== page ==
Agreement on Swanbourne bridge too far for councils

Cottesloe and Claremont councillors are split over the best design to replace the old bridge in Swanbourne.
Cottesloe and Claremont councillors are split over the best design to replace the old bridge in Swanbourne.

COTTESLOE councillors think Main Roads’ designs for a new Swanbourne train station bridge are far from the best for residents, leaving them at odds with neighbouring Claremont Council .

“We need a design that unites Swanbourne, not divides it,” Cottesloe councillor Helen Sadler said at the meeting last month.

The current bridge is regarded by some as contributing to the success of the adjacent shopping strip because it sends traffic past shops’ doors.

Main Roads consulted Cottesloe on its four designs because of the closeness of the councils’ border and the bridge’s role connecting the suburbs.

However, the old and new bridge, unfunded but expected to have 50 per cent Federal Government backing, are both totally in Claremont’s jurisdiction.

In June, Cottesloe councillors deferred their decision on preferred designs to seek advice from their public design advisory group for a month.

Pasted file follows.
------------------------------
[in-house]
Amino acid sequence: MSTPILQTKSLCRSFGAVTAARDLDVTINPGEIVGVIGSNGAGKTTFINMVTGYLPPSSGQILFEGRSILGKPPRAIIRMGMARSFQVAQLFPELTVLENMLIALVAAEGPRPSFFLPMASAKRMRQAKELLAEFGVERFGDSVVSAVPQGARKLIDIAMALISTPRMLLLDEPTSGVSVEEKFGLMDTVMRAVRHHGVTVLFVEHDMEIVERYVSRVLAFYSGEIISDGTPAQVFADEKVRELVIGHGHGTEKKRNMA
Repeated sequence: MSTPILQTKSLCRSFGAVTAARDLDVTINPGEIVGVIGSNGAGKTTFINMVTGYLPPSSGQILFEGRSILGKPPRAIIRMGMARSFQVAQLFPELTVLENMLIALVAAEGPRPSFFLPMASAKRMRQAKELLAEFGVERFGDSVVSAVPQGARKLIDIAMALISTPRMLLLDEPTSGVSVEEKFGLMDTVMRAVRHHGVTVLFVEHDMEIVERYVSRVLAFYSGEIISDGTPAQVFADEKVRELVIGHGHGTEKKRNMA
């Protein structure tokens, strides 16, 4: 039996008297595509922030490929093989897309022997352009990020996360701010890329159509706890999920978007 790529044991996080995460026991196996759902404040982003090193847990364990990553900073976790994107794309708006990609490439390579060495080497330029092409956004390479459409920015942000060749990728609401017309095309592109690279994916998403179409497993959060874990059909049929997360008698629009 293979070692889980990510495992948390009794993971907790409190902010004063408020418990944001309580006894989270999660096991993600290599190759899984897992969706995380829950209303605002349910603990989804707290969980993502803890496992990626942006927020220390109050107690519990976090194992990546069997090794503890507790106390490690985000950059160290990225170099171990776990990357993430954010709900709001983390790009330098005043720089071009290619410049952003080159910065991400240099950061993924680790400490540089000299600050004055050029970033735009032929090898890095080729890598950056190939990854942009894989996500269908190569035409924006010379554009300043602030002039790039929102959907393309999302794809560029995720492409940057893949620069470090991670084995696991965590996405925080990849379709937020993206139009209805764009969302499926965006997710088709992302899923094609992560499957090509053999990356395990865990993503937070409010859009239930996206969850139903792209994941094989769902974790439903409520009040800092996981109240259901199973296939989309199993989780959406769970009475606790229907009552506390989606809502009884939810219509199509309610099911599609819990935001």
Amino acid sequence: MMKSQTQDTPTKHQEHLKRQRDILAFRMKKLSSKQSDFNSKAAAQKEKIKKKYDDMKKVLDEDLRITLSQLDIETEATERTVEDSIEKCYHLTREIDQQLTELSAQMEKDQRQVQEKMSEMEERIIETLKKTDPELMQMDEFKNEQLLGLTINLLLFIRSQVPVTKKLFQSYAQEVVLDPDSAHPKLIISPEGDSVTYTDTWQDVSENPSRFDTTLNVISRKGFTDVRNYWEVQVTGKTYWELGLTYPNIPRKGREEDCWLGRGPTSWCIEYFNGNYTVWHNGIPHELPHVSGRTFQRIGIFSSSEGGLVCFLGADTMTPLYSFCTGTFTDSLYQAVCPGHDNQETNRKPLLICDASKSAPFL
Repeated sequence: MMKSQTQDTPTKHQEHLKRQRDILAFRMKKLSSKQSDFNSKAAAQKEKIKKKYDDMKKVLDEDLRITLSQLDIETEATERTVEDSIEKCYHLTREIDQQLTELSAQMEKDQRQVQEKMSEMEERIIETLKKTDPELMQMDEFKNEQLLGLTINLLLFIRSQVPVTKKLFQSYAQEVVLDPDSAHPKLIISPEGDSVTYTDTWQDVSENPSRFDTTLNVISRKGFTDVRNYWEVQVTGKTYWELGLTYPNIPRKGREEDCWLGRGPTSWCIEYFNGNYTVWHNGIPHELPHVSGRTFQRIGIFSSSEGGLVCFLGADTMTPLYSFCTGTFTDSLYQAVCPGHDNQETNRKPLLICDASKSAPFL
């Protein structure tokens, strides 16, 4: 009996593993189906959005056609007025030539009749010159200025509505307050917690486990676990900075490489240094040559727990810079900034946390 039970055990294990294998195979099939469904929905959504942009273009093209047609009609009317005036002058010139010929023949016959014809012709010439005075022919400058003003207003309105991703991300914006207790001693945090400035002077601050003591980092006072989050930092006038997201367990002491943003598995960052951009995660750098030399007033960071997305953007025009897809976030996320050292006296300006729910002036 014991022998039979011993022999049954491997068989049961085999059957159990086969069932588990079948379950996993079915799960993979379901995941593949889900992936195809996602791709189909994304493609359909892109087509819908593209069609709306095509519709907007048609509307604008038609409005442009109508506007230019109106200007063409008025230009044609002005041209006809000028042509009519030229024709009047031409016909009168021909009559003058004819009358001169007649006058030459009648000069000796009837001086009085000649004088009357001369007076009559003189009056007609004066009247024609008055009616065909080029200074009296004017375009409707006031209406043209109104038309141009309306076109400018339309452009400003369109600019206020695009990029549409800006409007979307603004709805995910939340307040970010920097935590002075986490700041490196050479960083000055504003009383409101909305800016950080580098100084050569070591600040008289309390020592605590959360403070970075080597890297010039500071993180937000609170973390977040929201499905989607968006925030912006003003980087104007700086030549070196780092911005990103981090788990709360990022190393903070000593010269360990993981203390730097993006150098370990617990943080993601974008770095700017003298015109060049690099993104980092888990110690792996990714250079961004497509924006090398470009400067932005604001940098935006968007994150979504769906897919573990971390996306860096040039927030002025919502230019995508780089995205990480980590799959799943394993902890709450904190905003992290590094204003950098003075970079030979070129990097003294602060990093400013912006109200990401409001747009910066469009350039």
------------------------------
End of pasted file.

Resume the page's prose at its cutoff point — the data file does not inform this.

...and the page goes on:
Claremont has approved option two, which places the new bridge from Saladin Street, south-west over the station to Windsor Street, and with roundabouts to stop congestion caused by intersections.

The design allows the current 1910-built wooden bridge to be used while a replacement is built for taller trains and growth in 3000 vehicles crossing the railway daily.

A staff report said the option provided the safest design with a 40km/h limit, allowed a larger train station, and a decision by councillors would allow Main Roads to start public consultation.

However, Cr Lorraine Young said Main Roads had to be told the council was “not impressed” with any of the options, and Cr Michael Tucak said the wider traffic issues had to be considered.

It was agreed the Minister of Transport be asked to review the new bridge’s planning and role in creating the Swanbourne shopping strip, and ask Claremont to help create a “mutually beneficial” design before its councillors attend a workshop about the bridge.